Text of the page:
Officers with the Colorado State Patrol seized 114 pounds of pure fentanyl on a highway on June 20.
An official with the Colorado State Patrol told Fox News that the agency stopped a car that was headed toward Denver on Interstate 70 near Georgetown when they made the discovery.
The 114 pounds of pure fentanyl powder was found below the passenger and driver seats, reachable by a trap door, and were in 48 one-kilo bricks.
The Colorado Gazette first reported on the discovery.
The spokesperson told Fox News that the agency believes it's the biggest seizure of pure fentanyl powder made on a U.S. highway.
Colorado State Patrol Smuggling, Trafficking and Interdiction Unit Captain Bill Barkley said that the agency isn't disclosing the identity of the driver due to potential retaliation from Mexican cartels, and didn't state why the car was stopped.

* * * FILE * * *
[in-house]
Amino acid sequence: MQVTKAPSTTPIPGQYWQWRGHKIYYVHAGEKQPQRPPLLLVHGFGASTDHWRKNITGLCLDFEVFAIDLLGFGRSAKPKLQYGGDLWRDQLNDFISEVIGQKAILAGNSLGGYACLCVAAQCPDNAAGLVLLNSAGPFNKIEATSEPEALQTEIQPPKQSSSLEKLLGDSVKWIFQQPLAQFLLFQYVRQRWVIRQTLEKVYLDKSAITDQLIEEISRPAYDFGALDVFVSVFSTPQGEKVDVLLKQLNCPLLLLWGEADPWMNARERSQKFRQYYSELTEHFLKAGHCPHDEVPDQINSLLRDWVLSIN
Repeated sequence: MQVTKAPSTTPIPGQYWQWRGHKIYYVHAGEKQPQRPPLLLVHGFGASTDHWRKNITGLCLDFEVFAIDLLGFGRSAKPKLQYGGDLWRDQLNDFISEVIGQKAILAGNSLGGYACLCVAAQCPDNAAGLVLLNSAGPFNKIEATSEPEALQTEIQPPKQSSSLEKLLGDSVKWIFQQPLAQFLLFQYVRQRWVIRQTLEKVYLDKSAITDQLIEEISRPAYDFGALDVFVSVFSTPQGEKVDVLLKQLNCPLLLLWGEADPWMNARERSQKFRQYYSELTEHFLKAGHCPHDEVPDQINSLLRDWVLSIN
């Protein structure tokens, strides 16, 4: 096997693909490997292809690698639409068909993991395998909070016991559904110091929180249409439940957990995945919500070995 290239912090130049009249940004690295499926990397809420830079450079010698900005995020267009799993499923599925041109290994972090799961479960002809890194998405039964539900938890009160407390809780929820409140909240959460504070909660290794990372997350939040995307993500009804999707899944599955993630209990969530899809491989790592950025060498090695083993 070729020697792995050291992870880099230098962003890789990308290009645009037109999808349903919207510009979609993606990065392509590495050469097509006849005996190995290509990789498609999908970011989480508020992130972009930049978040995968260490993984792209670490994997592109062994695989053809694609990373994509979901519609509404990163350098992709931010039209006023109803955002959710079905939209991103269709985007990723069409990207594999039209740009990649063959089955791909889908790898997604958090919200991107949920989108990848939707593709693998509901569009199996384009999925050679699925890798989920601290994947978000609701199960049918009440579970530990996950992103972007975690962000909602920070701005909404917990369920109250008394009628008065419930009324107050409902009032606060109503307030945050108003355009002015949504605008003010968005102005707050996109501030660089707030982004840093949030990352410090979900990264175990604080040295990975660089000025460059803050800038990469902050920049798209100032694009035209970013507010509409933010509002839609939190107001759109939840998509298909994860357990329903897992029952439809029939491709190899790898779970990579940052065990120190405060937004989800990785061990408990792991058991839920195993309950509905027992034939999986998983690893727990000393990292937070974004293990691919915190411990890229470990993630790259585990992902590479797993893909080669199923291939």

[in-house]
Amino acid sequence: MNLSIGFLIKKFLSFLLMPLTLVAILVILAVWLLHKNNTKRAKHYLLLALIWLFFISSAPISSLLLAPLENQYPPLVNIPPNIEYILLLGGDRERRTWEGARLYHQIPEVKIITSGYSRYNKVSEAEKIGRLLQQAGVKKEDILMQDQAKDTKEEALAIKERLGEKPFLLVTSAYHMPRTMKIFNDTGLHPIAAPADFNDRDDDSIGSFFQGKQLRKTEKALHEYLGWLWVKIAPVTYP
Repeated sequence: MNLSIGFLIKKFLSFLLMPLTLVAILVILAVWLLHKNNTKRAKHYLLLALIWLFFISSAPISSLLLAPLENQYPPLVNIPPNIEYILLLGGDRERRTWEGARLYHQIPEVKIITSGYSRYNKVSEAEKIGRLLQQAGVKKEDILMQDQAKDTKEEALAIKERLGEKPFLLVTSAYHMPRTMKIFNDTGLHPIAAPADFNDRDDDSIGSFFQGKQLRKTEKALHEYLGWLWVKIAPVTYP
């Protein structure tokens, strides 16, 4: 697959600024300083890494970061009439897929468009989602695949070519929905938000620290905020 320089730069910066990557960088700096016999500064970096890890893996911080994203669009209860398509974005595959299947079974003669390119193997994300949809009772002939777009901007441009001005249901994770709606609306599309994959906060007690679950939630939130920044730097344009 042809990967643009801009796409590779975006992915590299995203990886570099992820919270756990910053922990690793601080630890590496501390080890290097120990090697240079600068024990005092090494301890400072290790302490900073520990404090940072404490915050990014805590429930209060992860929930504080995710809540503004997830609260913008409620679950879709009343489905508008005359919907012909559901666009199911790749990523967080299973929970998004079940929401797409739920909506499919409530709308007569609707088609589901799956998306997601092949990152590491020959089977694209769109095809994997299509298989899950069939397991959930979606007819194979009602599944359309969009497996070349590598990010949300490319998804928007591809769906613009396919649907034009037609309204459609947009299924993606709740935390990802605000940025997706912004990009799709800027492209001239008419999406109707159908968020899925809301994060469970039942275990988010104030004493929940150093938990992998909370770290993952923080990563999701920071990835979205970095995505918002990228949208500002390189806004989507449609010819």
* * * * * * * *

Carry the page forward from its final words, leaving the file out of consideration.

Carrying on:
"They don’t care about anything but making money," Barkley said.
Barkley said that its investigation into the drugs is being done in conjunction with the Drug Enforcement Administration.
He said that the drugs are continuing to pour into the United States and Colorado, stating that the cartels "engineer" the trap compartments.
"It’s a continued cat and mouse game between law enforcement and cartels. They actually hire people to engineer trap compartments," Barkley said. "Whether or not it’s on I-70 or on I-25, or it’s on secondary highways coming into our state, I would bet every hour of every day there is something."
Figures by the DEA say that one kilogram of fentanyl can kill up to 500,000 people. The bust on June 20 had the potential to kill over 25 million people, according to those figures.
From January to May, over 2 million dosages of fentanyl units were seized by Colorado authorities, which surpasses the amount form last year.
Fox News' Louis Casiano contributed to this report.